# Finding the sum of a series in calc

1. May 18, 2010

1. The problem statement, all variables and given/known data

http://imgur.com/KE9lZ.png"

I'm reviewing for my calculus II exam, and I'm unable to solve any problems of this type "find the sum of the series." sometimes i'll be given a series in sigma notation (like this problem), and sometimes i'll be given the first few terms of the series. Either way, I'm completely lost here. I could use a step by step guide on how to solve this type of problem. Thanks!

Last edited by a moderator: Apr 25, 2017
2. May 18, 2010

### gabbagabbahey

The general method is to compare the series to certain well-known series, like geometric series, binomial series, or Taylor series of exponentials or trig functions.

For your specific example, start by re-writing it as

$$\sum_{n=0}^{\infty}\frac{(-1)^n\pi^{2n}}{6^{2n+1}(2n)!}=\frac{1}{6}\sum_{n=0}^{\infty} \frac{(-1)^n}{(2n)!}\left(\frac{\pi}{6}\right)^{2n}$$

Can you think of a Taylor series of a simple function, that only contains even powers and alternating terms?

3. May 18, 2010

### hgfalling

My first step would be to try to identify what kind of series this is, based on the types of series that you know and have studied in your class.

Presumably you are familiar with the geometric series:
$$\sum_{k=0}^{\infty} x^k = \frac{1}{1-x}, |x| < 1$$

Geometric series are easy to identify and easy to evaluate.

If that doesn't work, try to identify the series as the Taylor series of some function or another.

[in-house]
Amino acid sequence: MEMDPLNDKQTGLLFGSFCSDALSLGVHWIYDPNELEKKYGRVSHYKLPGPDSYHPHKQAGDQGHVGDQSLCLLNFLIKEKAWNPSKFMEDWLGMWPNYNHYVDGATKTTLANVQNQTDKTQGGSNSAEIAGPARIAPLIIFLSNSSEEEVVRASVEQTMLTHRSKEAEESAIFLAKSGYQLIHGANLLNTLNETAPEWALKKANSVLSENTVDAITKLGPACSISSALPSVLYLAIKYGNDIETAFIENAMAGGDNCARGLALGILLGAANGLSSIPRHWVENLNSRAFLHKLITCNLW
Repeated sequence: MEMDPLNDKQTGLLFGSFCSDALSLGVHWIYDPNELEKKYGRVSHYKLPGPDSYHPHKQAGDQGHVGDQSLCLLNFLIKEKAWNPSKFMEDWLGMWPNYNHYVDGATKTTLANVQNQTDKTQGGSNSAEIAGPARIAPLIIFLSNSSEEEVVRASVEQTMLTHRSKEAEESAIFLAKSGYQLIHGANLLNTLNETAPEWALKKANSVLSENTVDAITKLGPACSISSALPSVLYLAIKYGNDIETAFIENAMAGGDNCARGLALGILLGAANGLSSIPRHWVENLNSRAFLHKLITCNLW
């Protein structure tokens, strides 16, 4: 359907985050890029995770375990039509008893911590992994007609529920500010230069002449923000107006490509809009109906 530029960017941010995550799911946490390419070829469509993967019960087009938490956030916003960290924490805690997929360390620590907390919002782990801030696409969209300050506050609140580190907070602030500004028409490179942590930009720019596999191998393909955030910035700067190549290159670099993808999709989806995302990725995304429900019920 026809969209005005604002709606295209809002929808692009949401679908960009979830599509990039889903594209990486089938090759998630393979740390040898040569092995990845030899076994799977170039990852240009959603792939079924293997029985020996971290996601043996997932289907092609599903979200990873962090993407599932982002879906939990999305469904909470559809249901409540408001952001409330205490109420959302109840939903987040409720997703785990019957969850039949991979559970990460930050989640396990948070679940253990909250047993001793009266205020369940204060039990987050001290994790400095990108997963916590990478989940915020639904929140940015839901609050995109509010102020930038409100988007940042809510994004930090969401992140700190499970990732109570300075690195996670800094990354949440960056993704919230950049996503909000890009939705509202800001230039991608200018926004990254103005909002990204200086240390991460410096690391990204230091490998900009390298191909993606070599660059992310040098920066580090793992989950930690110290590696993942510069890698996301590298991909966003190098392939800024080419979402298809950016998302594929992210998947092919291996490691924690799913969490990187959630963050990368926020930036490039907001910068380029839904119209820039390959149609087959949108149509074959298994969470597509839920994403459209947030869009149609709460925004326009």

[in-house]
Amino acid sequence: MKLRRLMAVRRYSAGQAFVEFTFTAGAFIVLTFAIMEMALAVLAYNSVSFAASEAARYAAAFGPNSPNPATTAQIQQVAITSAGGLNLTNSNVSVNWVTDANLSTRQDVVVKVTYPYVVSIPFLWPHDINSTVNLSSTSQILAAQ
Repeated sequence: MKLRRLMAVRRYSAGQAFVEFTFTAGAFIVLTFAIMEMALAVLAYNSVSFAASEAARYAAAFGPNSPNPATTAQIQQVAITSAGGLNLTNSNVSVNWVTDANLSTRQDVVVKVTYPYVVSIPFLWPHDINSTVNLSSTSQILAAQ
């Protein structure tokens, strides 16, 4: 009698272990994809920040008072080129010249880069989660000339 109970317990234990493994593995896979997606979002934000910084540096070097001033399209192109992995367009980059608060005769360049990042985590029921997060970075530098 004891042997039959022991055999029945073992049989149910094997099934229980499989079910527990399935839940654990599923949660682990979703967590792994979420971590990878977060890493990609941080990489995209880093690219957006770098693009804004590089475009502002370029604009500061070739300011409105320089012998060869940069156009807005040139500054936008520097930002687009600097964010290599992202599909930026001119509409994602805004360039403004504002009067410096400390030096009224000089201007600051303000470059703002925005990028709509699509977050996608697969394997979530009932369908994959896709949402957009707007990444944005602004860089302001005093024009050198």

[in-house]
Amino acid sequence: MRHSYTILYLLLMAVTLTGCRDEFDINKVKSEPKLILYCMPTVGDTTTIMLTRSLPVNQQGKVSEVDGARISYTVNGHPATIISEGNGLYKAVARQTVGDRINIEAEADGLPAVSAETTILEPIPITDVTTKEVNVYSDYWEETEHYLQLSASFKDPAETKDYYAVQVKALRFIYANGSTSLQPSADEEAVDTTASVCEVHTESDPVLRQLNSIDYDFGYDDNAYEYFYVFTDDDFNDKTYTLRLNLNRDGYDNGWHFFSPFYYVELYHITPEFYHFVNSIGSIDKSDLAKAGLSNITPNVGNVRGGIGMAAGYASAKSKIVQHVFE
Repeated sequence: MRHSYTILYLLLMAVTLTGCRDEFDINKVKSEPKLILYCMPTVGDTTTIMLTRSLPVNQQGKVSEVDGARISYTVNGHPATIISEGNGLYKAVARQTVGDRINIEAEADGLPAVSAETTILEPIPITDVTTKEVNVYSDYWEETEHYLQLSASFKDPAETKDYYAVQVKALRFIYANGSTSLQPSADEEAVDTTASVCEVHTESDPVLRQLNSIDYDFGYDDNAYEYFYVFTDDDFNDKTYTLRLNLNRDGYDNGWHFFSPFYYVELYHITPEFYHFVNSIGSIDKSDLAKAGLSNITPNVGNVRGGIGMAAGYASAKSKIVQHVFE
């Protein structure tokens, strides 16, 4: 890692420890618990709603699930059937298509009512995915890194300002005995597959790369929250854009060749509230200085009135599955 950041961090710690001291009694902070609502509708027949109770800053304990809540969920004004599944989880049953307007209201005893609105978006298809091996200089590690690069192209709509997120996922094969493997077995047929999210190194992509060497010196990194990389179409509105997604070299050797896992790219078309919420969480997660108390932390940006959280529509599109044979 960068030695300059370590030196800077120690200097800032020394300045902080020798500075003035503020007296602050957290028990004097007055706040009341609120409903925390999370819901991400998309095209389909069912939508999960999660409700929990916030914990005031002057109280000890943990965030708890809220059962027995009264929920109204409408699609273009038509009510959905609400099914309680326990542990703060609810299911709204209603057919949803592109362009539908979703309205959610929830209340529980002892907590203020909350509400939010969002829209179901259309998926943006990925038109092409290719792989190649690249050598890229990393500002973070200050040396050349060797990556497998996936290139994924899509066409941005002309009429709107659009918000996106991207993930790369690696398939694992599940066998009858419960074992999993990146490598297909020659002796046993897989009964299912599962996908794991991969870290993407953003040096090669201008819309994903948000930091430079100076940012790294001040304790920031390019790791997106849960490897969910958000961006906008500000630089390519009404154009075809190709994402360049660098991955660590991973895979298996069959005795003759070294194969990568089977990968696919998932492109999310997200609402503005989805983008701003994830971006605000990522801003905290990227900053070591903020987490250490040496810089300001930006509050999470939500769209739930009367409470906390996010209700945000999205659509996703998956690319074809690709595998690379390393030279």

It's probably useful to make sure you have a clear understanding of a) how to expand a function in a Taylor series and b) know the Taylor series for some common functions, such as ln (1+x), $e^x$, $\sin x$, $\cos x$, etc.

Usually if there's a factorial in the denominator, it's a Taylor series.

There are also some other notable series results, such as:

$$\sum_{k=1}^{\infty} \frac{1}{k^2} = \frac{\pi^2}{6}$$ and the like.

Among these three categories, I would imagine that you'll find almost all the series that you would be asked on a second-semester calculus exam. Maybe I've missed something and other commentors will point it out.

In any event, the series you ask about is covered somewhere in the above. :)

4. May 18, 2010

f(x) = cos x

Though its not exactly what I'm looking for, it matches that criteria... I think. I still don't quite understand why these comparisons with well known series is useful. I find a series like the one I have, manipulate it a bit to look like it..then integrate an improper integral?

5. May 18, 2010

### gabbagabbahey

Well, what is the Taylor series for $\cos(x)$?

6. May 18, 2010

$$\Sigma$$ (-1)^n x^(2n) / (2n)!
from n = 0 to infinity

It's almost exactly like my integral except for the 1/6 out front and the pi/6 inside.

does that mean pi/6 is the x value?

1/6 cos (pi/6) = $$\sqrt{3}$$ / 12

7. May 18, 2010

### gabbagabbahey

Yes, since $$\cos(x)=\sum_{n=0}^{\infty}\frac{(-1)^n}{(2n)!}x^{2n}$$, you know that

$$\cos\left(\frac{\pi}{6}\right)=\sum_{n=0}^{\infty}\frac{(-1)^n}{(2n)!}\left(\frac{\pi}{6}\right)^{2n}$$

And so your series is just $\frac{1}{6}\cos(\pi/6)=\frac{\sqrt{3}}{12}$

8. May 18, 2010

!!! thank you both very much. I'm gonna go practice a few (lots) more of these.

9. Mar 28, 2012

### Mimmik617

Thanks guys. I have been looking all over trying to find how to do this same thing. I'm taking Calculus 2 online right now for my senior year, and this subject has been very vague. Appreciate it!